I always try to start development with 3 questions in mind:
- Do I understand the the real business need?
Quite often, the "presenting problem" is not the real problem.
For example, I was recenly asked to produce a complex project management framwork when all the user needed was a static list of tasks with a progress text box next to each one.
Questions like "what will the users actually use it for?" are useful in getting to the real problem.
- Is this really a programming problem"?
Does the required functionality already exist in an application that we already have? That we can buy? Could we use pen and paper instead?
For example, the "build an simple word processor with about as much functionality as MS Word Pad" should be answered with "have you considered using WordPad" rather than a programming project.
I was once asked to build a database that would store information on industrial processes, with a series of management reports that would enumerate the processes that fell into certain categories. It turned out that a maximum of 33 records would be created in the database, and that it would be used by 3 people who sat adjacent one another. The perfect solution was a physical file containing 33 sheets of A4 paper. The users could have physically counted the pages to produce their management reports. (Curiously, management decided to buy in a system instead! At least I was free to go and do some value work).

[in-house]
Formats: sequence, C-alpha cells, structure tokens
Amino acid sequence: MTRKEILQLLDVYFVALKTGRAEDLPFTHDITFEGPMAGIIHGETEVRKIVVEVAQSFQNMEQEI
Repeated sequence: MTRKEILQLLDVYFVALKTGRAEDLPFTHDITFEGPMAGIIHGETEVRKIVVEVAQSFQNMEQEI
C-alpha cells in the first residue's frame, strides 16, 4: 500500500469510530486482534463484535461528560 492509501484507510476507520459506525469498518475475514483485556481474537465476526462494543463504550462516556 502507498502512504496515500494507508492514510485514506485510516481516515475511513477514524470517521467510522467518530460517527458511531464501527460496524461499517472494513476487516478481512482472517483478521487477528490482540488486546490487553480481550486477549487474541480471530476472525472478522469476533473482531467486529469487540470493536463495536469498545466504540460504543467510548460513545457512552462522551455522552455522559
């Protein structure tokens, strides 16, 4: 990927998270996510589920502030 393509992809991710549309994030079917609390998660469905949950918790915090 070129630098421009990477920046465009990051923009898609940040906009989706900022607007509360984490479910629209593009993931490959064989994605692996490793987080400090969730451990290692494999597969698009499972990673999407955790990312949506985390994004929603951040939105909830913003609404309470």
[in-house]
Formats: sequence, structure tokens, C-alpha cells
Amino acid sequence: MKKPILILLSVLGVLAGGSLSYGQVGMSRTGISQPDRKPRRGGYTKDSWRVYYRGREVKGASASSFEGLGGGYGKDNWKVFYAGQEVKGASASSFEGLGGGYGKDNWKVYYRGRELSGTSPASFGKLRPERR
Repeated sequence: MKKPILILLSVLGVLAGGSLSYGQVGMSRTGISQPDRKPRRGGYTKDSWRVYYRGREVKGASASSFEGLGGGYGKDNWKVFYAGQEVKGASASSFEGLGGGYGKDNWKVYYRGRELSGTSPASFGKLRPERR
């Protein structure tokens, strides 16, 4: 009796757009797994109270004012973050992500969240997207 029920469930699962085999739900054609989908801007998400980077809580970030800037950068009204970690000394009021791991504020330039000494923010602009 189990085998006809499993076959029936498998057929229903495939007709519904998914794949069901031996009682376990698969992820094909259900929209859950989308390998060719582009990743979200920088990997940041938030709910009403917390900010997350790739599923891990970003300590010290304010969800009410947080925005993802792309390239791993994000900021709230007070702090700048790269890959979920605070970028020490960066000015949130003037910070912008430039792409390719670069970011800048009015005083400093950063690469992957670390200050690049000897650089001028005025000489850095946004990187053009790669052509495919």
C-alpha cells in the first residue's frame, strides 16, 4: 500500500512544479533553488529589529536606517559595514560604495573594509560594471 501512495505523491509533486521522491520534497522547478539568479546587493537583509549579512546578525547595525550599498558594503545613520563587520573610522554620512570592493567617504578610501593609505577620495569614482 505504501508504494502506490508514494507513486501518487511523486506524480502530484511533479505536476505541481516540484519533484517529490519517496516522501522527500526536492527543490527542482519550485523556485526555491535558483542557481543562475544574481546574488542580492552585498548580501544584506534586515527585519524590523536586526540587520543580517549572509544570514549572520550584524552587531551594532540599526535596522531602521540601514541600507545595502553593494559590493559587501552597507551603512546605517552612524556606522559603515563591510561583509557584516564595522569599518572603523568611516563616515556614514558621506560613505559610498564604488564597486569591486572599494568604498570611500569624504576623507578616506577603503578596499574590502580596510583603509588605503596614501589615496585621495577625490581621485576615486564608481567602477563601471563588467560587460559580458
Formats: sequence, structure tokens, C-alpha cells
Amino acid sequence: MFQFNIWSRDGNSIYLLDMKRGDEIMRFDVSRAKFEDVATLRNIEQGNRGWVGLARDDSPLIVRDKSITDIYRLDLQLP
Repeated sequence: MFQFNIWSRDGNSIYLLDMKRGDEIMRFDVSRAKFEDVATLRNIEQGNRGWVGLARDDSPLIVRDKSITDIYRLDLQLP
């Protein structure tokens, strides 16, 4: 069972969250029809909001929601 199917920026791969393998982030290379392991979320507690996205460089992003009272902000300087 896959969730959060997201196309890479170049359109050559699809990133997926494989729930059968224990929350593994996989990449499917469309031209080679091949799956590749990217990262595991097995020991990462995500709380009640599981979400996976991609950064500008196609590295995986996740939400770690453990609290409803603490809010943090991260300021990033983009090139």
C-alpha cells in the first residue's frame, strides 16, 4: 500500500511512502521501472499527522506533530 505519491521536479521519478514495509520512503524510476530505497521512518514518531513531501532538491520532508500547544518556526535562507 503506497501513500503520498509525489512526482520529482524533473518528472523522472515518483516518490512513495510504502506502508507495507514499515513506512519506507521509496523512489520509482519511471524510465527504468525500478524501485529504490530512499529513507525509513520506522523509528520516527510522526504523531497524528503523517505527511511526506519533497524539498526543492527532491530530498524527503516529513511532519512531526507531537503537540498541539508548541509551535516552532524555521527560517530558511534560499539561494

- Do I understand the customer's real priorities?
In any application, some features are more important than others. It is important to get clear idea of what really matters to your users. Sometimes, the things that are important to us as developers (eg. that complicated bit) are less important to our custiomers (eg. the look and feel of the application).
A fellow developer recently told me about a demo of web app that he did to verify that the app met their needs. He was frustrated becasuse the users were unable to see past the design of the pages. For these users, appearence was more initially important than functionality, so needed to be prioritised by the dev team.